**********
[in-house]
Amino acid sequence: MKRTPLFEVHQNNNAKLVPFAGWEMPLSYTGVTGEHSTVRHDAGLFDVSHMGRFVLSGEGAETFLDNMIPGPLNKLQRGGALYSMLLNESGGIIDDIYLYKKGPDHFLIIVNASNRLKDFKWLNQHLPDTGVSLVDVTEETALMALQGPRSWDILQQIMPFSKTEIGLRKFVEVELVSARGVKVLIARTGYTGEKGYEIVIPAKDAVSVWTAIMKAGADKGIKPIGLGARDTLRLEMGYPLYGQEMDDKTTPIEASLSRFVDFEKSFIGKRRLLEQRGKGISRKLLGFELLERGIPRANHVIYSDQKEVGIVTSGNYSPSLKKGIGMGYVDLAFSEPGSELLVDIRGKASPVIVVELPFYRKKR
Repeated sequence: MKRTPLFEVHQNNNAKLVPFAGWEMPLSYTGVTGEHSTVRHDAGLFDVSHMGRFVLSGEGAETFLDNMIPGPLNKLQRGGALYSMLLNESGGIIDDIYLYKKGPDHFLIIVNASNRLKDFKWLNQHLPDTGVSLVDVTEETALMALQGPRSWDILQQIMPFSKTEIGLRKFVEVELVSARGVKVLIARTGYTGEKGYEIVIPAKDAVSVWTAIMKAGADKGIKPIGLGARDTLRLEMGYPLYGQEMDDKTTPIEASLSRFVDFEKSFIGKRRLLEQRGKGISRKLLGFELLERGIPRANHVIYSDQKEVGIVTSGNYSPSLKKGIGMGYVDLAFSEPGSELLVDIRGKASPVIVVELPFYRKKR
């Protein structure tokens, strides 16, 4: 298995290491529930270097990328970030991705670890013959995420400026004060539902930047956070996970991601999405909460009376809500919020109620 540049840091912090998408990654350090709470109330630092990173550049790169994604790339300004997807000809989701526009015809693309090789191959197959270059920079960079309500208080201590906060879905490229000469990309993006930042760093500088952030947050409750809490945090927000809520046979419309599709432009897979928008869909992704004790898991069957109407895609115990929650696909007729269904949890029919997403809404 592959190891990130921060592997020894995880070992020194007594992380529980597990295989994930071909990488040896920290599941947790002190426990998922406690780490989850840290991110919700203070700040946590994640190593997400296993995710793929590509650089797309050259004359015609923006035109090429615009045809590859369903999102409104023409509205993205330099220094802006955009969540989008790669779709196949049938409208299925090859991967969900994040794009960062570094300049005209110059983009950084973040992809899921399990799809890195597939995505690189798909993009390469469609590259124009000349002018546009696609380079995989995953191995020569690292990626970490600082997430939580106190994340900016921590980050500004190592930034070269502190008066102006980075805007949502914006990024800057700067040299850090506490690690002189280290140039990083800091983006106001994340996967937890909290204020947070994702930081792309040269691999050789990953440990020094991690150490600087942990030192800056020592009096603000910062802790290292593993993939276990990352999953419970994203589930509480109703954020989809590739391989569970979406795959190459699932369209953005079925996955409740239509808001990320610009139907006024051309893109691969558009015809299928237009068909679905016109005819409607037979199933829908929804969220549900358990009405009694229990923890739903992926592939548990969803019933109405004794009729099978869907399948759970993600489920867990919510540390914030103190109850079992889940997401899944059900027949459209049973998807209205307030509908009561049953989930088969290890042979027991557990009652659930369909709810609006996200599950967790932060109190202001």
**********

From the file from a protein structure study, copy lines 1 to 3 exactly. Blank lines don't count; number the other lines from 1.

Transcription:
[in-house]
Amino acid sequence: MKRTPLFEVHQNNNAKLVPFAGWEMPLSYTGVTGEHSTVRHDAGLFDVSHMGRFVLSGEGAETFLDNMIPGPLNKLQRGGALYSMLLNESGGIIDDIYLYKKGPDHFLIIVNASNRLKDFKWLNQHLPDTGVSLVDVTEETALMALQGPRSWDILQQIMPFSKTEIGLRKFVEVELVSARGVKVLIARTGYTGEKGYEIVIPAKDAVSVWTAIMKAGADKGIKPIGLGARDTLRLEMGYPLYGQEMDDKTTPIEASLSRFVDFEKSFIGKRRLLEQRGKGISRKLLGFELLERGIPRANHVIYSDQKEVGIVTSGNYSPSLKKGIGMGYVDLAFSEPGSELLVDIRGKASPVIVVELPFYRKKR
Repeated sequence: MKRTPLFEVHQNNNAKLVPFAGWEMPLSYTGVTGEHSTVRHDAGLFDVSHMGRFVLSGEGAETFLDNMIPGPLNKLQRGGALYSMLLNESGGIIDDIYLYKKGPDHFLIIVNASNRLKDFKWLNQHLPDTGVSLVDVTEETALMALQGPRSWDILQQIMPFSKTEIGLRKFVEVELVSARGVKVLIARTGYTGEKGYEIVIPAKDAVSVWTAIMKAGADKGIKPIGLGARDTLRLEMGYPLYGQEMDDKTTPIEASLSRFVDFEKSFIGKRRLLEQRGKGISRKLLGFELLERGIPRANHVIYSDQKEVGIVTSGNYSPSLKKGIGMGYVDLAFSEPGSELLVDIRGKASPVIVVELPFYRKKR